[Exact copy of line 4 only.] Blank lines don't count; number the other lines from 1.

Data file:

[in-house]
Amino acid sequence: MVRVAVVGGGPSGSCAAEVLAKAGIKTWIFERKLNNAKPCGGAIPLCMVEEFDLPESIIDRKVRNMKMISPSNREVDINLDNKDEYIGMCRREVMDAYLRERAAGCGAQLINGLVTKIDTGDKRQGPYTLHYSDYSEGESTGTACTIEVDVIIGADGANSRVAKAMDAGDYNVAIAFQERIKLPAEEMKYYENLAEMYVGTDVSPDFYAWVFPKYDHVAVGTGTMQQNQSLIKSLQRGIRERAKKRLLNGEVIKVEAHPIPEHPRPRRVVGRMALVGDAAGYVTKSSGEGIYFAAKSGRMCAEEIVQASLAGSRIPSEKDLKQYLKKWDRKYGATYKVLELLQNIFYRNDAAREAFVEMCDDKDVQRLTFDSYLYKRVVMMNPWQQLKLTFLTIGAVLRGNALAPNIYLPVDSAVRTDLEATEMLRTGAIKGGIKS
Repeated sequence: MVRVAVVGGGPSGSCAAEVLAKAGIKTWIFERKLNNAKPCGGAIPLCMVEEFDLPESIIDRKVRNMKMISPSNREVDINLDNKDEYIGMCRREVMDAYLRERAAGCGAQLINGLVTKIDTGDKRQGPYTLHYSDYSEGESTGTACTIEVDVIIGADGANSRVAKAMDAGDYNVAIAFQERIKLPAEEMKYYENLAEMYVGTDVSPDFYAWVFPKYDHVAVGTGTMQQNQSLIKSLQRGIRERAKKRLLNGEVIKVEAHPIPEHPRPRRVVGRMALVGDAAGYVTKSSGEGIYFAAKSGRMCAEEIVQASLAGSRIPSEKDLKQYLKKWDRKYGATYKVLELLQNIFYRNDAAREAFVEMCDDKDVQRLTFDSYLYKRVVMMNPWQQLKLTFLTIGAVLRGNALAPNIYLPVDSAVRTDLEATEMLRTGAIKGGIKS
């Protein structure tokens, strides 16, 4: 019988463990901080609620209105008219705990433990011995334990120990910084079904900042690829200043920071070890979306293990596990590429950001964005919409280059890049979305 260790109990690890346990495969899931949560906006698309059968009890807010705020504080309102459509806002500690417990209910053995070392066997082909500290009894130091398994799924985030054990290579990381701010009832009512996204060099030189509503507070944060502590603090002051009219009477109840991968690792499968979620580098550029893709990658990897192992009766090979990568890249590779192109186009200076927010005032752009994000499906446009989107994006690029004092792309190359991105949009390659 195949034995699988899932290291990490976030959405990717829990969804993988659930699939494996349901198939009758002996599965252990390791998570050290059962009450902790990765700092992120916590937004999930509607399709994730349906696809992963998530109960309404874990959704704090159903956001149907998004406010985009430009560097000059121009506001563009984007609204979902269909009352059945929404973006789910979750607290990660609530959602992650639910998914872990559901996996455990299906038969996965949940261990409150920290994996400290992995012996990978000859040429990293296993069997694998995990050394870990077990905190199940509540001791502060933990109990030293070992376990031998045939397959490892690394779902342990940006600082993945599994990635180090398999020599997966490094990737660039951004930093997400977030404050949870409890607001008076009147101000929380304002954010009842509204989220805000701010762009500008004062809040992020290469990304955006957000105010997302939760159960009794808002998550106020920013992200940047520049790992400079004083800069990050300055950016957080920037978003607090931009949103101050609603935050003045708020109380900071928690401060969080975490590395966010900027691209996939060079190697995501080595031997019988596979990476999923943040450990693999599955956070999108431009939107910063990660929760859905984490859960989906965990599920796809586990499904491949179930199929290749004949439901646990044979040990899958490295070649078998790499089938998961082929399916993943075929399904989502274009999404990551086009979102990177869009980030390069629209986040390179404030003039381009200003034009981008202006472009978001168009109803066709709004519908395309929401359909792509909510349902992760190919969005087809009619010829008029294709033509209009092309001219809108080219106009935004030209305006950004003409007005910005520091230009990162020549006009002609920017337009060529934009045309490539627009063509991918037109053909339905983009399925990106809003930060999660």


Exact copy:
């Protein structure tokens, strides 16, 4: 019988463990901080609620209105008219705990433990011995334990120990910084079904900042690829200043920071070890979306293990596990590429950001964005919409280059890049979305 260790109990690890346990495969899931949560906006698309059968009890807010705020504080309102459509806002500690417990209910053995070392066997082909500290009894130091398994799924985030054990290579990381701010009832009512996204060099030189509503507070944060502590603090002051009219009477109840991968690792499968979620580098550029893709990658990897192992009766090979990568890249590779192109186009200076927010005032752009994000499906446009989107994006690029004092792309190359991105949009390659 195949034995699988899932290291990490976030959405990717829990969804993988659930699939494996349901198939009758002996599965252990390791998570050290059962009450902790990765700092992120916590937004999930509607399709994730349906696809992963998530109960309404874990959704704090159903956001149907998004406010985009430009560097000059121009506001563009984007609204979902269909009352059945929404973006789910979750607290990660609530959602992650639910998914872990559901996996455990299906038969996965949940261990409150920290994996400290992995012996990978000859040429990293296993069997694998995990050394870990077990905190199940509540001791502060933990109990030293070992376990031998045939397959490892690394779902342990940006600082993945599994990635180090398999020599997966490094990737660039951004930093997400977030404050949870409890607001008076009147101000929380304002954010009842509204989220805000701010762009500008004062809040992020290469990304955006957000105010997302939760159960009794808002998550106020920013992200940047520049790992400079004083800069990050300055950016957080920037978003607090931009949103101050609603935050003045708020109380900071928690401060969080975490590395966010900027691209996939060079190697995501080595031997019988596979990476999923943040450990693999599955956070999108431009939107910063990660929760859905984490859960989906965990599920796809586990499904491949179930199929290749004949439901646990044979040990899958490295070649078998790499089938998961082929399916993943075929399904989502274009999404990551086009979102990177869009980030390069629209986040390179404030003039381009200003034009981008202006472009978001168009109803066709709004519908395309929401359909792509909510349902992760190919969005087809009619010829008029294709033509209009092309001219809108080219106009935004030209305006950004003409007005910005520091230009990162020549006009002609920017337009060529934009045309490539627009063509991918037109053909339905983009399925990106809003930060999660």